An escape from this dilemma is possible: instead of consulting either only France on the one hand, or all EU members on the other, the German government should aim for a more effective and less procedural leadership. In other words, it should identify those EU partners interested in a specific crisis early on and incorporate them into their own decision-making processes. For example, if Poland and the Baltic countries want to participate in negotiations on a UN mission in Ukraine, Germany could and should include them as closely as possible, with no need for a complicated EU Security Council or a lengthy voting process of 27 or 28 member states.

Not all European states have clear positions on the wide range of crises and country-specific issues that the UN Security Council deals with. Germany could thus act as a real European by simply inviting EU partners to weigh in wherever they can and want to. And because some partners will certainly dislike that Berlin gets to decide which topics are important to whom, these targeted invitations will require great tact and clever foresight.

Finally, the German government should surprise its EU partners by advancing some of their core concerns to an extent they did not expect - especially in cases where these contradict German positions. At times this might mean making decisions without or against France, or letting the French go ahead and allowing more time for a common European process. From experience, France will be skeptical about such a compromise. But if Germany is serious about Europeanizing its seat, it must be courageous.

Align EU foreign policy—with an EU Security Council?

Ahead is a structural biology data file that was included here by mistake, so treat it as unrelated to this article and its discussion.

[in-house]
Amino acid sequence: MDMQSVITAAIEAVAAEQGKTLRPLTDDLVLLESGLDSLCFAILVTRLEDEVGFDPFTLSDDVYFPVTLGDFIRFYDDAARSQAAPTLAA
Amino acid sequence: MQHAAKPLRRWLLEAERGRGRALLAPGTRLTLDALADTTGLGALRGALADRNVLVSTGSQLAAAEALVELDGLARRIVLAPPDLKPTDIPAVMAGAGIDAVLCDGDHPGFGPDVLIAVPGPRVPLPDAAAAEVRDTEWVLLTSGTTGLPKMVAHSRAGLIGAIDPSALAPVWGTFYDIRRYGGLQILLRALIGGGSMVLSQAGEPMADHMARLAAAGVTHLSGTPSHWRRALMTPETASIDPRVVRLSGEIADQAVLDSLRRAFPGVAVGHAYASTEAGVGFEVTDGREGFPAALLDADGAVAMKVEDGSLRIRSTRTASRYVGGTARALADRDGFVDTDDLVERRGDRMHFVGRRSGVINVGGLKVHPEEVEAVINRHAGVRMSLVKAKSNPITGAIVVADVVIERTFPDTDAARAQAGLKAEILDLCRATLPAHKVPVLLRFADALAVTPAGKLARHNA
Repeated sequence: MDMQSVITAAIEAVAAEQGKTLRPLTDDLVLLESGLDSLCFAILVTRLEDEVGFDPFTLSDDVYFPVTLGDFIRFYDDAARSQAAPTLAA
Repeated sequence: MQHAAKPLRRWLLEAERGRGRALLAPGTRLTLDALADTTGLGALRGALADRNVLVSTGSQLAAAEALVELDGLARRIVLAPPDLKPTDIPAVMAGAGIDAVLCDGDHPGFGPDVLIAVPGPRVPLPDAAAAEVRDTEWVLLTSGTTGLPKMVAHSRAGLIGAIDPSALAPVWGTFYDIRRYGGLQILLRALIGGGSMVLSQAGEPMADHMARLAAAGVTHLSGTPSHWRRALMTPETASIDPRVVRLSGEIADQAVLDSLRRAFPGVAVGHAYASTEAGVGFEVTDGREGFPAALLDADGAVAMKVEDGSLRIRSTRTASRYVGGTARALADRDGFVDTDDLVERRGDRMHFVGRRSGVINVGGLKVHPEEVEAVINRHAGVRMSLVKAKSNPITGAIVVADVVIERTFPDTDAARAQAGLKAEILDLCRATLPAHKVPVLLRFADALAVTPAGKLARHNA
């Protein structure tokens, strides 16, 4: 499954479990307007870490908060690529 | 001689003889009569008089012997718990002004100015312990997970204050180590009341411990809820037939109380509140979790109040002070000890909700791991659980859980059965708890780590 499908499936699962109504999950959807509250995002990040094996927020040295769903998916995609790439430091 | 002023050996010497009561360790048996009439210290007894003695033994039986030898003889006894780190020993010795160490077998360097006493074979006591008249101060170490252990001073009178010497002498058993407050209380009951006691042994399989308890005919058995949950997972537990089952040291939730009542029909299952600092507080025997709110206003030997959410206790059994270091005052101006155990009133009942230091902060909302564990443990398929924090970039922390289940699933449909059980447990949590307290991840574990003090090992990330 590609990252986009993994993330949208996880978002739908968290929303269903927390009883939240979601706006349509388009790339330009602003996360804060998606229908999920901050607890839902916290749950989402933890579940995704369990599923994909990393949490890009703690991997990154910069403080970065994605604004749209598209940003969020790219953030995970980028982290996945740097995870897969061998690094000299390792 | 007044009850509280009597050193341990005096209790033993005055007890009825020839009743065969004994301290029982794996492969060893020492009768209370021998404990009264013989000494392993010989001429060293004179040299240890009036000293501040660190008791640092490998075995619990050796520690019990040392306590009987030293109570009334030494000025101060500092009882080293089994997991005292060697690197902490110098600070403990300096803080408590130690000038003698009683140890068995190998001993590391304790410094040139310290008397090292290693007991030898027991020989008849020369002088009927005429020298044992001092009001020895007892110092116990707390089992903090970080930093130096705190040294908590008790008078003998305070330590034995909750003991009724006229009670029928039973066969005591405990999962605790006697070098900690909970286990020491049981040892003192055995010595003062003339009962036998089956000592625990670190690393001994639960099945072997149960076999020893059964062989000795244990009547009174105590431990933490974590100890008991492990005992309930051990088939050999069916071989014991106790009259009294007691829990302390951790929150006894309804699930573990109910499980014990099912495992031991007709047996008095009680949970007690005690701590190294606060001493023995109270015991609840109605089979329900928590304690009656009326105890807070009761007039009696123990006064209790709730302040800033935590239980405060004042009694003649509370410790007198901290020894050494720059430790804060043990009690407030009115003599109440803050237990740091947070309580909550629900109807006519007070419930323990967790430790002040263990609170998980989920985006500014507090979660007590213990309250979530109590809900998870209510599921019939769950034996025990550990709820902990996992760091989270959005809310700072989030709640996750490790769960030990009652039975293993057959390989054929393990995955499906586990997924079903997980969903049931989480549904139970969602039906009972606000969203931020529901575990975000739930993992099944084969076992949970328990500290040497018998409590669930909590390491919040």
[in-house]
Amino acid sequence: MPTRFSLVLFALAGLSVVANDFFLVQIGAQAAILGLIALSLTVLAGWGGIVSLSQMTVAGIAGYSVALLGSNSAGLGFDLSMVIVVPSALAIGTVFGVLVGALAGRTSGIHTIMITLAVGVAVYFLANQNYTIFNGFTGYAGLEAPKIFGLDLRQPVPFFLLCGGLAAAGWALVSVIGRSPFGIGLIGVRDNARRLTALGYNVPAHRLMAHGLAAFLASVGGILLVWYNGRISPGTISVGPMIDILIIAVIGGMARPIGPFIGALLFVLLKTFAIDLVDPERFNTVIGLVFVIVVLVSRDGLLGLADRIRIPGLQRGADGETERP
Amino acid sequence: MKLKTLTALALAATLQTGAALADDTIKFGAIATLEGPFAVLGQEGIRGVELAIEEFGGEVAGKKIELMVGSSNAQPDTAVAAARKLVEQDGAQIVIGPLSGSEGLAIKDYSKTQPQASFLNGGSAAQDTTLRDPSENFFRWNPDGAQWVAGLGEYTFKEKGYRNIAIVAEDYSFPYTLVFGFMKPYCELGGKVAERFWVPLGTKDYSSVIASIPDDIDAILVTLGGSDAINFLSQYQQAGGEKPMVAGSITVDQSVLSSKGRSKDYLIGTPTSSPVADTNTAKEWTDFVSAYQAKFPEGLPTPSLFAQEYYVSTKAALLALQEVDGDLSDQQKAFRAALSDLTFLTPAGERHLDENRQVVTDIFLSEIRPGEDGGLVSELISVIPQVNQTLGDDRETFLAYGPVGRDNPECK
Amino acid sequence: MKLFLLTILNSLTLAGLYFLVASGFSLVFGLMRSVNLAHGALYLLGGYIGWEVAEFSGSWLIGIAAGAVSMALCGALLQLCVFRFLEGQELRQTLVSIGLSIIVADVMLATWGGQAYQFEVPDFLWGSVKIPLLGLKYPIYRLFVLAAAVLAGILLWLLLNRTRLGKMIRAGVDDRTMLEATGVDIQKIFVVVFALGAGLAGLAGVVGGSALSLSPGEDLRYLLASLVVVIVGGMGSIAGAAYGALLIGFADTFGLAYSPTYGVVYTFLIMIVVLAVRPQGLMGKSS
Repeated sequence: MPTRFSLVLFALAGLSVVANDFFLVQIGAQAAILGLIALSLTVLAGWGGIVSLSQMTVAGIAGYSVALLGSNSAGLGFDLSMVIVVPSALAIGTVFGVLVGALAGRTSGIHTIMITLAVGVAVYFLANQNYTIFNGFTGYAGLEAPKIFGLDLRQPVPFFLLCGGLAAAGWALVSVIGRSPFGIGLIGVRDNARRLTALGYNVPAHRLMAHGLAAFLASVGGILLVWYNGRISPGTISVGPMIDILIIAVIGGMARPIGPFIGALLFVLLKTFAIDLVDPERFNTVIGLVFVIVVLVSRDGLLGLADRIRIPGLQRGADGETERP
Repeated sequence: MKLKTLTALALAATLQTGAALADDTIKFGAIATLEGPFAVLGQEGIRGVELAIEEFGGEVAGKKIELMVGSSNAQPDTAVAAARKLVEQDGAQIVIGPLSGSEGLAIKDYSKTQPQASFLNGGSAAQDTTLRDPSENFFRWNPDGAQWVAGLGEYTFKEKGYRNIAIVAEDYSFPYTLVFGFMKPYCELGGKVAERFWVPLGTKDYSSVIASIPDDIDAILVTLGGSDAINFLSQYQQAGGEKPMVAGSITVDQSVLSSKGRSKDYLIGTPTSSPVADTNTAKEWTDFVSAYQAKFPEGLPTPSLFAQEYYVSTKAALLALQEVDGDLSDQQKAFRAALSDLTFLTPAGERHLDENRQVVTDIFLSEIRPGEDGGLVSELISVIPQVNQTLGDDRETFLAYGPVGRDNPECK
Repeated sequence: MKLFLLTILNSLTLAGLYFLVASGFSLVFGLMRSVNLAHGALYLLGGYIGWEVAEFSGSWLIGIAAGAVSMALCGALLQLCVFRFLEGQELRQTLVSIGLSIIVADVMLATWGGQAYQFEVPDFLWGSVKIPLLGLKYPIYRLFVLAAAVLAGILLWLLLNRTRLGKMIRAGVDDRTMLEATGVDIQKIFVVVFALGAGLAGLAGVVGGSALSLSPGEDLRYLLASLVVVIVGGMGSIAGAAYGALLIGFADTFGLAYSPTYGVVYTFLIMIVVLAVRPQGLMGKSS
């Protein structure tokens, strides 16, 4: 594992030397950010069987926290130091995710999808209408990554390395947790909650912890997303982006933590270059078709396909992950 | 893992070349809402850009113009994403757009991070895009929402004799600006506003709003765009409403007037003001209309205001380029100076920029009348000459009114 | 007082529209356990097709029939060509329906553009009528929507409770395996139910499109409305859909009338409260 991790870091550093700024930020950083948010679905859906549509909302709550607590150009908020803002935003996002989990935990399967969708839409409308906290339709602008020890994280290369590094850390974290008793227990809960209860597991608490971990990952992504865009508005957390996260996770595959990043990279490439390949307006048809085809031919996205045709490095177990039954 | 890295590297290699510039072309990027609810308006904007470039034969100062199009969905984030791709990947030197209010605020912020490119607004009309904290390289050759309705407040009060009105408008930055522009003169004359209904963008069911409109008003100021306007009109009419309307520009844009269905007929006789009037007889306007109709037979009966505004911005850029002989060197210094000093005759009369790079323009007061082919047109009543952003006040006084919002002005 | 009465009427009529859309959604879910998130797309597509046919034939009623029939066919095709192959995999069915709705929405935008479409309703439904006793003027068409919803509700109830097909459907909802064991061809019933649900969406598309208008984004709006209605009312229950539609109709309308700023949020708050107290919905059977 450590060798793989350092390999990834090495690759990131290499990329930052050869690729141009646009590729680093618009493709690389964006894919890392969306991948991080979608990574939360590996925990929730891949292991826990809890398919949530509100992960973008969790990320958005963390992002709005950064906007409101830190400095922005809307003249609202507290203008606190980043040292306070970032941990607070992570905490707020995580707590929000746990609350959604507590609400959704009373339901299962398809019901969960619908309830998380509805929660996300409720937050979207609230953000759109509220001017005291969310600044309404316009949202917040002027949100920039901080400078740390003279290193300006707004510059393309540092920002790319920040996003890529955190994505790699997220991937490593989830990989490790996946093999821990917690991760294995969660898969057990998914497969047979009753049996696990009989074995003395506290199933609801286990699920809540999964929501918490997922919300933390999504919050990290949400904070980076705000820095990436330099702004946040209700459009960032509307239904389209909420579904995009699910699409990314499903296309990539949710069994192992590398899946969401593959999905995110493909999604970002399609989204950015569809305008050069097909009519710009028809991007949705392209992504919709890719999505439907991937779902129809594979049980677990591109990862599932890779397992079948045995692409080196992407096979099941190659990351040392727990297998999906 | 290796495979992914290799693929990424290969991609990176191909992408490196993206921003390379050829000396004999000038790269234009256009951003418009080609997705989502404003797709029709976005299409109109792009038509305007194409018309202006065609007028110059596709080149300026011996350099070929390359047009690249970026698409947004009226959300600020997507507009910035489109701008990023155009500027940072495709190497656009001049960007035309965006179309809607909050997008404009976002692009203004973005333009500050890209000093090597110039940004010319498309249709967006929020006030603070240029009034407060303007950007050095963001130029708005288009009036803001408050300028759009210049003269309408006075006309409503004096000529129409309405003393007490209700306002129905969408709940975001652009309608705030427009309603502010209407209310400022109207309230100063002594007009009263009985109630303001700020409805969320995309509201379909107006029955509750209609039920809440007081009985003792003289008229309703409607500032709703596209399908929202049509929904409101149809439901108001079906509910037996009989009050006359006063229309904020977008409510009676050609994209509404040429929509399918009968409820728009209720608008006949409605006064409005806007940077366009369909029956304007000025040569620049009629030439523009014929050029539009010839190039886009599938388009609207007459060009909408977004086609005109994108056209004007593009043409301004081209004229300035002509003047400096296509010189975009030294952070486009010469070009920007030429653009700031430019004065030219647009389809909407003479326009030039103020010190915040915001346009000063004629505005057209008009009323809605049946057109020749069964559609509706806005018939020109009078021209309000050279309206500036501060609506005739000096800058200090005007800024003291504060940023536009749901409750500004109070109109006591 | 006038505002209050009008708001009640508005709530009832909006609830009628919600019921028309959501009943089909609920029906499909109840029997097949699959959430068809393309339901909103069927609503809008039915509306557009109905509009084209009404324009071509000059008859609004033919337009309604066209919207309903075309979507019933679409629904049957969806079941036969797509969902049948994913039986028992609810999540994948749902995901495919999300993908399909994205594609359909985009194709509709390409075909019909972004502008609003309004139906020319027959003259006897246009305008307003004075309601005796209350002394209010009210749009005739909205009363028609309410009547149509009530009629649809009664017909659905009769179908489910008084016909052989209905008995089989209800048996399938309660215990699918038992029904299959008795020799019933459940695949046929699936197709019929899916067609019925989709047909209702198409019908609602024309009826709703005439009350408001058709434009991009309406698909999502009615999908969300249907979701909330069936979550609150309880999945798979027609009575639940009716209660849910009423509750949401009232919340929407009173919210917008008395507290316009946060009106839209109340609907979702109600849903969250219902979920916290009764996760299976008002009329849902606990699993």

In order to formalize and legitimize these proposed practices for the UN Security Council in the long term, Merkel's proposal of an EU Security Council should be given real thought. While Maas has recently supported this proposal, his ministry is currently paying little attention to the idea—at least on the operation al level: according to them, the EU is far too occupied with diverging core values internally for it to seriously consider a Council that would significantly limit the members’ sovereignty in foreign policy. However, it is precisely because of this fundamental divergence that the European states must not skip the European level to promote Europeanization only on the global stage. Rather, common European foreign policy in the UN needs a common foreign policy in the EU. Only against the backdrop of successful European cooperation at home can the EU appear united and strong in New York. Instead of letting Merkel's suggestion disappear like those of Steinmeier and Ayrault in 2016, the German government should discuss these concrete ideas with EU partners. Neither in the short nor in the long term should it be satisfied with “Europeanization lite.” Germany has a reputation as a trustworthy and reliable partner to lose. If it wants to use grand rhetoric, its actions must live up to its words.

This is an updated version of the German article “Wie kann ein europäisierter deutscher Sitz im Sicherheitsrat praktisch aussehen?“

Vereinte Nationen Europäische Union English Partner UN-Sicherheitsrat

Noémi Blome

Noémi Blome studies International Conflict Studies am King’s College London.

Theresa Lütkefend

Theresa Lütkefend is Research Assistant at the Global Public Policy Institute (GPPi) in Berlin.